Chapter

The Imbalance of Power, 1953–1965

Gareth Porter

in Perils of Dominance

Published by University of California Press

Published in print March 2005 | ISBN: 9780520239487
Published online March 2012 | e-ISBN: 9780520940406 | DOI: http://dx.doi.org/10.1525/california/9780520239487.003.0001
The Imbalance of Power, 1953–1965

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This chapter addresses the asymmetry in the military balance between the United States and the Soviet Union from 1953–1965, and the perceptions of that power relationship on the part of Dwight Eisenhower, John Kennedy, Nikita Khrushchev, and Mao Zedong. The new imbalance of power altered the incoming Eisenhower administration's definition of its diplomatic objectives. It was only in 1966 that the USSR acquired a credible minimum deterrent force in the form of intercontinental ballistic missiles that were reasonably well protected from a U.S. first strike. Khrushchev apparently had very accurate intelligence on the Kennedy administration's strategic force deployments and future plans. Mao wanted the USSR to act as though it represented a strong military counterweight, regardless of the truth. There are two distinct formative periods in which U.S. perceptions were undergoing major changes: first, from 1953 through mid-1955; and second, from 1961 through 1964.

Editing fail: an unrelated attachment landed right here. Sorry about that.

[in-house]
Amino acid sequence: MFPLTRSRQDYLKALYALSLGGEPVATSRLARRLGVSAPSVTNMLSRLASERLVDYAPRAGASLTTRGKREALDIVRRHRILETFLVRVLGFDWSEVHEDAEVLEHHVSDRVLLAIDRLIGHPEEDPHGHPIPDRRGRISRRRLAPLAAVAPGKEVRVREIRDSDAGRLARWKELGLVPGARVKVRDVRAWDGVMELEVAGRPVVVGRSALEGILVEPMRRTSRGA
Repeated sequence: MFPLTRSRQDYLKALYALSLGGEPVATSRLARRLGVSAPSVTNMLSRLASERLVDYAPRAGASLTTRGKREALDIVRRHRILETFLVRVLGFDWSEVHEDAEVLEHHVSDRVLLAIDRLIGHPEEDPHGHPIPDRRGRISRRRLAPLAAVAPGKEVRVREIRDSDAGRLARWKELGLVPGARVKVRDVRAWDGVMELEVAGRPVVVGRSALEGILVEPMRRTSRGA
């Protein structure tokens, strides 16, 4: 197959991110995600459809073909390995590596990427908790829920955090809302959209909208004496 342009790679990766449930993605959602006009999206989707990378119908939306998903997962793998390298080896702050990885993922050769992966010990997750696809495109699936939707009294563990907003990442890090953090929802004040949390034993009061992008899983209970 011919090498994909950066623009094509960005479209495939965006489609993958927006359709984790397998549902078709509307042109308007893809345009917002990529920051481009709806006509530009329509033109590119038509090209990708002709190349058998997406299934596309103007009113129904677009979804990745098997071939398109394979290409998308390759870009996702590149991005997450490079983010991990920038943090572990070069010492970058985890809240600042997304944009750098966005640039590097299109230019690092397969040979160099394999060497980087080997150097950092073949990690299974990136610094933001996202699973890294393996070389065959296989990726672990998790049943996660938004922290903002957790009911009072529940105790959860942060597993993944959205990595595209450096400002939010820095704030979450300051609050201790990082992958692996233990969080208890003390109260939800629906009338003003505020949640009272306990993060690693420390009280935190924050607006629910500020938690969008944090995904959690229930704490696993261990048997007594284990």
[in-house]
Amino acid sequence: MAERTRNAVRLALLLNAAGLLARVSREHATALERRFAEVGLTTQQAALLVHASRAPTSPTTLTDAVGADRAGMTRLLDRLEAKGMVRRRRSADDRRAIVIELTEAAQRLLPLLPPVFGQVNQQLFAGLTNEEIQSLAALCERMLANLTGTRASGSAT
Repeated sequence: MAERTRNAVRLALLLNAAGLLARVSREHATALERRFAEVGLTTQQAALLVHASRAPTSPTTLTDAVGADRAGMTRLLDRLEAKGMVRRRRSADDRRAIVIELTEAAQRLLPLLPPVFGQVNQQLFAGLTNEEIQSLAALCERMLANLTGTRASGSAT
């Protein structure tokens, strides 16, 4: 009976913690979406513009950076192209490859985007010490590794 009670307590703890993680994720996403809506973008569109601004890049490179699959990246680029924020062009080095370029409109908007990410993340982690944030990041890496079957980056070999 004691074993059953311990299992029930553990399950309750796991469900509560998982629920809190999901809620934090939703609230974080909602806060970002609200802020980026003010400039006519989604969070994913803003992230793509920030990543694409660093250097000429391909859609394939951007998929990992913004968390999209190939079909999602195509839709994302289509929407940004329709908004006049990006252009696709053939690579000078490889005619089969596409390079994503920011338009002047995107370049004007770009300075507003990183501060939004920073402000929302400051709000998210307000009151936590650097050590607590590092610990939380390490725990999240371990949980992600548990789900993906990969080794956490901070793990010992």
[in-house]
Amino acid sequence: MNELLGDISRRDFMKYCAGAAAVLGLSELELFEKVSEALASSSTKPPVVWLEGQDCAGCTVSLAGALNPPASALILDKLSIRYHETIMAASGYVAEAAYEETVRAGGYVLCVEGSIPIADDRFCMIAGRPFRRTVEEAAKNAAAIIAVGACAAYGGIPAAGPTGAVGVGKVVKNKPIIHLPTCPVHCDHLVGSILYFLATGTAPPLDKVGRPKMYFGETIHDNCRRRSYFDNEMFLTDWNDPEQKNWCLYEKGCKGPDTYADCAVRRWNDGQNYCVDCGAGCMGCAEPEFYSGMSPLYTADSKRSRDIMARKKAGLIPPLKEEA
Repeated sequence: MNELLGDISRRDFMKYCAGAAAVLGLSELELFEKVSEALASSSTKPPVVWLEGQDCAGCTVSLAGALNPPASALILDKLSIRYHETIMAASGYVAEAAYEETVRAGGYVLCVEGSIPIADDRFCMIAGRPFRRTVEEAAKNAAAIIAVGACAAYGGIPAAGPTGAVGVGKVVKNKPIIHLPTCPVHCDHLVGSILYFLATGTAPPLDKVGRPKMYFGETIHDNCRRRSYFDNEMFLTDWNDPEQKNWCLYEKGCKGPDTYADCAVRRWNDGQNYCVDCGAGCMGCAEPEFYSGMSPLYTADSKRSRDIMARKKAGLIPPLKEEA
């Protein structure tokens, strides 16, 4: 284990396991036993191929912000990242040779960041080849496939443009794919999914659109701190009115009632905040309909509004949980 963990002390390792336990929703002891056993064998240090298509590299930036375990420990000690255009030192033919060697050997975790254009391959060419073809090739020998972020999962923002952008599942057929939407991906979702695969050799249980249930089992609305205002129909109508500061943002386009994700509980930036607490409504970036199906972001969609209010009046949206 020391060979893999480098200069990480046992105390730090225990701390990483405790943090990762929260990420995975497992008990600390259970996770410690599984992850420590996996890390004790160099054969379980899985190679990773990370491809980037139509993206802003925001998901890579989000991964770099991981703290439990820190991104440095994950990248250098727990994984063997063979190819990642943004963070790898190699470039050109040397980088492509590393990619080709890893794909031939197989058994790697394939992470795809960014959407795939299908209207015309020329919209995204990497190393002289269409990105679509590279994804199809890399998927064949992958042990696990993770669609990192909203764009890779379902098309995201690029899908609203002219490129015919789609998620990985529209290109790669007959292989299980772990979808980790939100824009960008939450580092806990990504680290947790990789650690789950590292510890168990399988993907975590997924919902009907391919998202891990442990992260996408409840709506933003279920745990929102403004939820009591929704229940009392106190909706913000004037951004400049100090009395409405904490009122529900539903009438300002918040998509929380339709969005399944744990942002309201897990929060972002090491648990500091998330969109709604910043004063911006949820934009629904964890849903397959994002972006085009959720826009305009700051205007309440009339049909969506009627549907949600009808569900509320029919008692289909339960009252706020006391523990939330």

Keywords: military balance; United States; Soviet Union; power; Dwight Eisenhower; John Kennedy; Nikita Khrushchev; Mao Zedong; intercontinental ballistic missiles; USSR

Chapter.  13684 words. 

Subjects: History of the Americas

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